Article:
The Orthopaedic Innovation Centre Canada investigates the effect of spine rod gripping on fatigue strength through cyclic biomechanical testing.
Thoracic and lumbar back pain is a highly prevalent issue that most adults will suffer from at some point in their lives. Severe back pain can be caused by mechanical issues and soft-tissue injury that may require treatment through surgical intervention. Spinal fusion is a common remedy that immobilises the affected area of the spine.
General practice for thoracic and lumbar spinal fusion is to implant pedicle screws into neighbouring vertebrae and connect levels with spinal rods. Rods are bent to the desired curvature using a rod bender, then strategically positioned into each pedicle screw head, or tulip, using a specialised surgical instrument known as a rod gripper to hold the rod tightly. As a result, the rod gripper can create notches on the rod surface that are generally situated in the span between vertebrae and are exposed to significant bending loads. Unfortunately, instrument-generated notching on spine rods may increase the risk of hardware failure from cyclic (fatigue) loading and fusion failure.
The effect of notching on spine rod fatigue life has been tested by the engineers and technologists at the Orthopaedic Innovation Centre (Winnipeg, Canada). They have combined orthopaedic practice with biomechanical testing to determine the effect of instrument-generated notching on the fatigue endurance of two rod materials. Defining the detrimental effects of rod notching will aid in establishing the importance of preventing these notches intra-operatively, thus ensuring a more durable construct.
Titanium and cobalt-chromium-molybdenum (CoCrMo) alloy 5.5mm and 6.0mm diameter spine rods were tested in pristine (unnotched) and notched condition (Figure 1). Notches were simulated through a spine rod gripper applied by an orthopaedic surgeon. A single rod grip was carried out at maximum hand-grip force at the centre the rod which generated a set of four notches; two pairs opposite to each other (180 degrees around the circumference of the rod). The notches were initiated to represent worst case of four marks between each vertebral fusion level. Notch sensitivity was evaluated by comparing results to the fatigue life of rods in pristine condition.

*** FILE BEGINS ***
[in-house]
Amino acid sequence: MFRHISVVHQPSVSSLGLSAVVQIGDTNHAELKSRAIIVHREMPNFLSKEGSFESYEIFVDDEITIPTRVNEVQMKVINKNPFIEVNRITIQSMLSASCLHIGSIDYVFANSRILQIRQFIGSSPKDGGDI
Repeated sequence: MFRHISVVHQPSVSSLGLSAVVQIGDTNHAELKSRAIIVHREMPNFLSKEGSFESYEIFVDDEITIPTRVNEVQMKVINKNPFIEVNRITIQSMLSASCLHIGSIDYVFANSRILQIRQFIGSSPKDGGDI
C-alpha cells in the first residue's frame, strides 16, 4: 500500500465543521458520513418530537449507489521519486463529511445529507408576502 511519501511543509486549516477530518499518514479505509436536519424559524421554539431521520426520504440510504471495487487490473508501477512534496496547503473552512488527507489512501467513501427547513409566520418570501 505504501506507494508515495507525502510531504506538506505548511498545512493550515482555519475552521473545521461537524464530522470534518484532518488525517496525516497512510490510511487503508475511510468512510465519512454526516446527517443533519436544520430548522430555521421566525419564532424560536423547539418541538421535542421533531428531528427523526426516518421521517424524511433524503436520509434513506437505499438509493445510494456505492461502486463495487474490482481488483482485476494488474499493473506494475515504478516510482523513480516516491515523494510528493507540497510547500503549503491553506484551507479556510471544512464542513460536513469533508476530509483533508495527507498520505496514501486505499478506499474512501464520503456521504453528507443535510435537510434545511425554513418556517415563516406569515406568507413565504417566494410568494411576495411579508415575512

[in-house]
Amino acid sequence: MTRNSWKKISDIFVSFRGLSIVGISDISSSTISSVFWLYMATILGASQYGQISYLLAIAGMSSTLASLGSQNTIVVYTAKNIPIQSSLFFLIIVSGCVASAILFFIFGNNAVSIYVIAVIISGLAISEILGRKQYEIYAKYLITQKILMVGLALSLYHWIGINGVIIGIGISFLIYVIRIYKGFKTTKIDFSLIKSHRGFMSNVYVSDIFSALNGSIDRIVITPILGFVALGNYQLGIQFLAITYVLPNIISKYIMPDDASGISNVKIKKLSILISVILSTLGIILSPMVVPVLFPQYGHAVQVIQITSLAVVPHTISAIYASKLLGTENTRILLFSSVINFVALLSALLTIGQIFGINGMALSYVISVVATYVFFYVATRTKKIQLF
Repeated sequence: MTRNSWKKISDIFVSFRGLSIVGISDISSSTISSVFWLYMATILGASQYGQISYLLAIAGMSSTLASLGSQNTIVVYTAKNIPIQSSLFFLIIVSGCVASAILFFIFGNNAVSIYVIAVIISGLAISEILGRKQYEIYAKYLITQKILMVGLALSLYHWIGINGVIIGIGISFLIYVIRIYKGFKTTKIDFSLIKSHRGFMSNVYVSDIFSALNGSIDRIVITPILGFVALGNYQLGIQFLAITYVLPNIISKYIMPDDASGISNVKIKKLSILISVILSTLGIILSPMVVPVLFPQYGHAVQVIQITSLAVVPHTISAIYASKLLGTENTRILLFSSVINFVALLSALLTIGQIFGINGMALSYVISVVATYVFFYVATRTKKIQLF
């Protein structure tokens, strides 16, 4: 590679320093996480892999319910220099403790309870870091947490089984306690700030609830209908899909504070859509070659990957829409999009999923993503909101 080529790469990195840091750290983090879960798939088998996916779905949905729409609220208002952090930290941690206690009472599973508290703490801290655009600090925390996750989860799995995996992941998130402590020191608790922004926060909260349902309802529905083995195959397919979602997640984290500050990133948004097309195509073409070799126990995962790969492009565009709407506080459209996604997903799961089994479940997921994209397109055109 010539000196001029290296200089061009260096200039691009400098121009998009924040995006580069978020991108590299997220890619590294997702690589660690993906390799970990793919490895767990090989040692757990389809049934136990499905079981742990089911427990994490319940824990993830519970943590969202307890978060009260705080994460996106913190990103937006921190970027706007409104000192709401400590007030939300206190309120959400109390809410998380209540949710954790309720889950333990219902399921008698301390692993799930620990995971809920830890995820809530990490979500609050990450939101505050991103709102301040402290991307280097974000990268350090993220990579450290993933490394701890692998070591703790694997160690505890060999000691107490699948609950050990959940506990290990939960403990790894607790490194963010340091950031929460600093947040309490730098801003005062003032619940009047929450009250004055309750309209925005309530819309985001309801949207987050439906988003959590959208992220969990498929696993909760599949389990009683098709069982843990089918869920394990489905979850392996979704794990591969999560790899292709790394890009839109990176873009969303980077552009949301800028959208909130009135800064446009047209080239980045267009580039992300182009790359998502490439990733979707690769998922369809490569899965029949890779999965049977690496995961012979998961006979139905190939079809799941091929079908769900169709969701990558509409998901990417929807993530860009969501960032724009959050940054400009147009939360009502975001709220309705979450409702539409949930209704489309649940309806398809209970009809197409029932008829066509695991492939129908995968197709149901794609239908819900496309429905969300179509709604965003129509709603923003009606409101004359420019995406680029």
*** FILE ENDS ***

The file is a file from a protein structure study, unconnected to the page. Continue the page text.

Biomechanical testing followed recognised standards for medical device testing of surgical fixation in the spine (ASTM F2193-18) and simulated physiological loading conditions on the lower back following spinal fusion. This followed a four-point bend cyclic test subject to 1.5 million cycles or until spine rod failure (Figure 2). Run-out was defined as 1.5 million cycles. Fatigue tests were carried out at maximum/minimum loads of -450N/-45N, -550N/-55N, and -650N/-65N for two samples per material group. Cyclic sinusoidal loads were applied at frequencies of 4 to 5Hz depending on rod stiffness. The number of cycles until failure was recorded to generate M-N curves for fatigue limit analysis (ASTM F2077). Rod stiffness (N/mm) was measured and fracture surfaces were examined.
It was hypothesised that notching would reduce fatigue life as a result of induced stress risers promoting early crack initiation sites. Furthermore, it was predicted that titanium alloy rods would show higher notch sensitivity than CoCrMo alloy rods based on known material properties.
Fatigue test results of rods in pristine condition showed marginally better endurance for the CoCrMo alloy rods than the titanium alloy rods at the applied loading conditions. Both the CoCrMo rods and 6.0mm titanium rods completed 1.5 million cycles up to -650N/-65N. However, fatigue life of the 5.5mm titanium rods was reduced to an average of 107,000 cycles when loaded to -650N/-65N. This result was expected as stress increases when cross-sectional area is reduced.